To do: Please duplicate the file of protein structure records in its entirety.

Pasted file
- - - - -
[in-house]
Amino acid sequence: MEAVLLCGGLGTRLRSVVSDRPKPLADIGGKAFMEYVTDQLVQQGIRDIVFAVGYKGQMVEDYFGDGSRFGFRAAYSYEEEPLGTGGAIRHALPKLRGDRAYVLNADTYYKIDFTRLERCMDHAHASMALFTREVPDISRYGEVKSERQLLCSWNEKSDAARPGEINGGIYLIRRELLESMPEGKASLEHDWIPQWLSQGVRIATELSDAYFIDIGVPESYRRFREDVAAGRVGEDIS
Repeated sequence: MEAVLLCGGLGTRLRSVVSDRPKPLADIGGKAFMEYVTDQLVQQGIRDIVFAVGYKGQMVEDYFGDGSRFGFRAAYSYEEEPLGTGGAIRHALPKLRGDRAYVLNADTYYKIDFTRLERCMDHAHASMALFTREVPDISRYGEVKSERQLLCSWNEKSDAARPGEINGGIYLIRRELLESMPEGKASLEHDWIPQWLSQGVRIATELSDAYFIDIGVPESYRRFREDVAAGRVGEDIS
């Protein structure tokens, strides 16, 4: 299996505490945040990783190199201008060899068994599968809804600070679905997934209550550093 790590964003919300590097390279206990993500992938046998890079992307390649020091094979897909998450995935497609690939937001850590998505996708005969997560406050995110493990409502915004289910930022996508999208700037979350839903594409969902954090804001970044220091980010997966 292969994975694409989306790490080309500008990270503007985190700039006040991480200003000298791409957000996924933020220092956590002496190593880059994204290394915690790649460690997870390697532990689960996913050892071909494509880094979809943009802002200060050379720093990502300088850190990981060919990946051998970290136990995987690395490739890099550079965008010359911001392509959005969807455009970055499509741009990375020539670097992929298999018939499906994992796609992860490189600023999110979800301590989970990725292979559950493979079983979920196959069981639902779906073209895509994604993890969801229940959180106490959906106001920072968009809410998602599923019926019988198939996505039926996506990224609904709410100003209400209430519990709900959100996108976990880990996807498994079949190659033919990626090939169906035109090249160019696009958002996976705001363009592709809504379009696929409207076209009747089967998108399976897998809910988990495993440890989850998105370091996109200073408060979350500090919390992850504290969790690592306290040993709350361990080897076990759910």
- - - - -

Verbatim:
[in-house]
Amino acid sequence: MEAVLLCGGLGTRLRSVVSDRPKPLADIGGKAFMEYVTDQLVQQGIRDIVFAVGYKGQMVEDYFGDGSRFGFRAAYSYEEEPLGTGGAIRHALPKLRGDRAYVLNADTYYKIDFTRLERCMDHAHASMALFTREVPDISRYGEVKSERQLLCSWNEKSDAARPGEINGGIYLIRRELLESMPEGKASLEHDWIPQWLSQGVRIATELSDAYFIDIGVPESYRRFREDVAAGRVGEDIS
Repeated sequence: MEAVLLCGGLGTRLRSVVSDRPKPLADIGGKAFMEYVTDQLVQQGIRDIVFAVGYKGQMVEDYFGDGSRFGFRAAYSYEEEPLGTGGAIRHALPKLRGDRAYVLNADTYYKIDFTRLERCMDHAHASMALFTREVPDISRYGEVKSERQLLCSWNEKSDAARPGEINGGIYLIRRELLESMPEGKASLEHDWIPQWLSQGVRIATELSDAYFIDIGVPESYRRFREDVAAGRVGEDIS
């Protein structure tokens, strides 16, 4: 299996505490945040990783190199201008060899068994599968809804600070679905997934209550550093 790590964003919300590097390279206990993500992938046998890079992307390649020091094979897909998450995935497609690939937001850590998505996708005969997560406050995110493990409502915004289910930022996508999208700037979350839903594409969902954090804001970044220091980010997966 292969994975694409989306790490080309500008990270503007985190700039006040991480200003000298791409957000996924933020220092956590002496190593880059994204290394915690790649460690997870390697532990689960996913050892071909494509880094979809943009802002200060050379720093990502300088850190990981060919990946051998970290136990995987690395490739890099550079965008010359911001392509959005969807455009970055499509741009990375020539670097992929298999018939499906994992796609992860490189600023999110979800301590989970990725292979559950493979079983979920196959069981639902779906073209895509994604993890969801229940959180106490959906106001920072968009809410998602599923019926019988198939996505039926996506990224609904709410100003209400209430519990709900959100996108976990880990996807498994079949190659033919990626090939169906035109090249160019696009958002996976705001363009592709809504379009696929409207076209009747089967998108399976897998809910988990495993440890989850998105370091996109200073408060979350500090919390992850504290969790690592306290040993709350361990080897076990759910």